First we noticed a large, deep brick fireplace. Inside and surrounding it was cookware. Stews and water was heated over the open flame, while breads were prepared on the nearby table. There was a wood hutch that held a display of old irons and tools often used in the 1700s. We followed a short hallway to the right.

(Cellar kitchen and work space)

"Oh, how do ye?" A young, black woman in period dress turned away from stoking kindling in a fireplace to quickly face us.

We jumped. From the moment we left the service desk we didn't encounter a soul, nor a sound, until we reached the cellar underground. My son and I exchanged a look of confusion. It took a minute for us to catch our breath.

"What's wrong with your clothes?" she asked.

Again we looked at each other, then down at our clothing. We were wearing jeans and sweatshirts, carrying our winter coats. The woman had on a floor length cotton dress, a white apron and a bonnet. She wore boots, and looked disapprovingly at my daughter and I in pants.

I was caught off guard. "We need to do laundry," I said quickly.



She seemed to accept this answer, and I reasoned again, she must be a re-enactor of some sort. "Where are you traveling from? We don't get many who come to call," she said.

Oh, she's good, I thought. "Minnesota."

Again, she appeared puzzled. She tried to repeat what I said, but struggled to pronounce it. I realized Minnesota didn't exist at the time Betsy Ross lived here, so I just said, "out west."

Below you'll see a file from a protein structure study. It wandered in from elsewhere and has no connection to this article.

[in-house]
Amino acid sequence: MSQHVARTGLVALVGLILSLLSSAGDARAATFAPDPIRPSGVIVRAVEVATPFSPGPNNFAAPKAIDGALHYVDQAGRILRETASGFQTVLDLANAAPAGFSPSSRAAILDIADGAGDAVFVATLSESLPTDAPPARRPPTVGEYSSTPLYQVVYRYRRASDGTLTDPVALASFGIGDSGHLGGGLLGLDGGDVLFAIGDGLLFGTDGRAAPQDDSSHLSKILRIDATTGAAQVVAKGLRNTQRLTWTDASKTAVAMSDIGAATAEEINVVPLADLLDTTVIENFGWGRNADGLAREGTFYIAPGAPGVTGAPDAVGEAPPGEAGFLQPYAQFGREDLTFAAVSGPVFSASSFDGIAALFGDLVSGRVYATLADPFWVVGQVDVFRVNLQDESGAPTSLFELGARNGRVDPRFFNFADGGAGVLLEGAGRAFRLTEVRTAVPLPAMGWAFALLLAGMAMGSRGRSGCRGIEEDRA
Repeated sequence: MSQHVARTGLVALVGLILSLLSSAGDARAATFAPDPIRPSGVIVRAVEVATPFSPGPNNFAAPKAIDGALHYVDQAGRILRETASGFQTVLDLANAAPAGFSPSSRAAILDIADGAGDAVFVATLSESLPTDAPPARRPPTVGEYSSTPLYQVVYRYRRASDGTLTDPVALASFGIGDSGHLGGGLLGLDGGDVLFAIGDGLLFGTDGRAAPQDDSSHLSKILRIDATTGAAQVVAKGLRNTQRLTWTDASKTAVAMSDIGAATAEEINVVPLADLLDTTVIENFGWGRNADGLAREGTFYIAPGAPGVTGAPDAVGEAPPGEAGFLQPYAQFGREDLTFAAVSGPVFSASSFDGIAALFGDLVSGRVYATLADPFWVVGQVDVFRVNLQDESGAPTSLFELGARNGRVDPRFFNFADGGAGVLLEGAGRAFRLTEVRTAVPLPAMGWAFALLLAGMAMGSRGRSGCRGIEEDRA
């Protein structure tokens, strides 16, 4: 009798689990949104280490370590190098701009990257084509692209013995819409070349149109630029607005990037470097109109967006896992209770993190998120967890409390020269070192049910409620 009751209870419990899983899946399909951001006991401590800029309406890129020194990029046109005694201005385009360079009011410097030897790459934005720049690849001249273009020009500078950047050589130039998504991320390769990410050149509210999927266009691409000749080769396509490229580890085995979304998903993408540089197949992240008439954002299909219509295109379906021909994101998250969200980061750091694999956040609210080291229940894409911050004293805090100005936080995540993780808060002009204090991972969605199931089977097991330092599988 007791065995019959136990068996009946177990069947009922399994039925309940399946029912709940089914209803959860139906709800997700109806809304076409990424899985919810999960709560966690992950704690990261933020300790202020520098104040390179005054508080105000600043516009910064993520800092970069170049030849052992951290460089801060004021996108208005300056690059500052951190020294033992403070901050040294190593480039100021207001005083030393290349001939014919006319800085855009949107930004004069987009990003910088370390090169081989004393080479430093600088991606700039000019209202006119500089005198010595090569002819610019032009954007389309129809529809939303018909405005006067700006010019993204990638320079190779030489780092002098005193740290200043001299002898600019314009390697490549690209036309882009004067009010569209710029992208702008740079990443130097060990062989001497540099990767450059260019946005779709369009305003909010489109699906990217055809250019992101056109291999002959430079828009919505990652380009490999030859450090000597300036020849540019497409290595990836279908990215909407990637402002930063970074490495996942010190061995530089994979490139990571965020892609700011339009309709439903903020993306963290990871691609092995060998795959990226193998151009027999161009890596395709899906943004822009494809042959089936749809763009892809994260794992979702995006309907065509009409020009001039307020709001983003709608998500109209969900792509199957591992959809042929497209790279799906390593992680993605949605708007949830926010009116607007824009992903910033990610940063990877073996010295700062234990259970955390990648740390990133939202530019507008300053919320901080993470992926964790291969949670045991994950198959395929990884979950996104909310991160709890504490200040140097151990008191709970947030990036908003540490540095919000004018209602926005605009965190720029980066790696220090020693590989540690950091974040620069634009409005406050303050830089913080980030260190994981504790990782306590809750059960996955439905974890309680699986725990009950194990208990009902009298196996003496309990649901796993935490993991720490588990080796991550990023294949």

She nodded. "For what are you here?"

"Lacrosse tournament," I replied.

Another silence. I don't do well with awkward silences, so I tried to think of something to say to fill it. Finally I just said, business. It was met with another nod.

We looked around the room and noticed a set of very steep, very narrow stairs that lead up to the street. At the time, when flour or supplies were to be dropped off, the cellar doors would be opened and goods would be brought down. Since the cellar was underground, it was where a lot of these necessities were stored.

(Cellar stairs)

And since we were underground, there wasn't any natural light. It was a very different feeling than the rest of the house - odd. It was made even more surreal by the talents of this re-enactor. Still, I could feel every hair on my body begin to stand on end as the goosebumps spread.

"Well we must be going now," I said.

"Safe journey back west," she replied.

We turned on our heels and went back up the stairs. At the same time, the atmosphere seemed to return to that inexplicable stillness. Silence. I felt as though we had overstayed our welcome, and I was ready to honor that by getting the hell out.

The customer service desk and gift shop were to our right, so I ventured over to thank the employee.

"Did you enjoy the tour?" She smiled.

"Very much so, thank you," I replied. "The re-enactor in the cellar really made it special."

Now it was the employee who appeared puzzled, and I was again met with an awkward silence.

Confused, the employee looked me in the eye and said, "ma'am, we don't have re-enactors here."

Cross posted to Medium.

The Billionaire Estate Sale

Before the pandemic, I enjoyed the hobby of tracking interesting stories. I’d visit abandoned structures and historic places. I’d investigate unsolved mysteries tied to my area. Then, I’d photograph and write about them, and publish them here. I never realized how much I enjoyed doing this until I was forced to stop.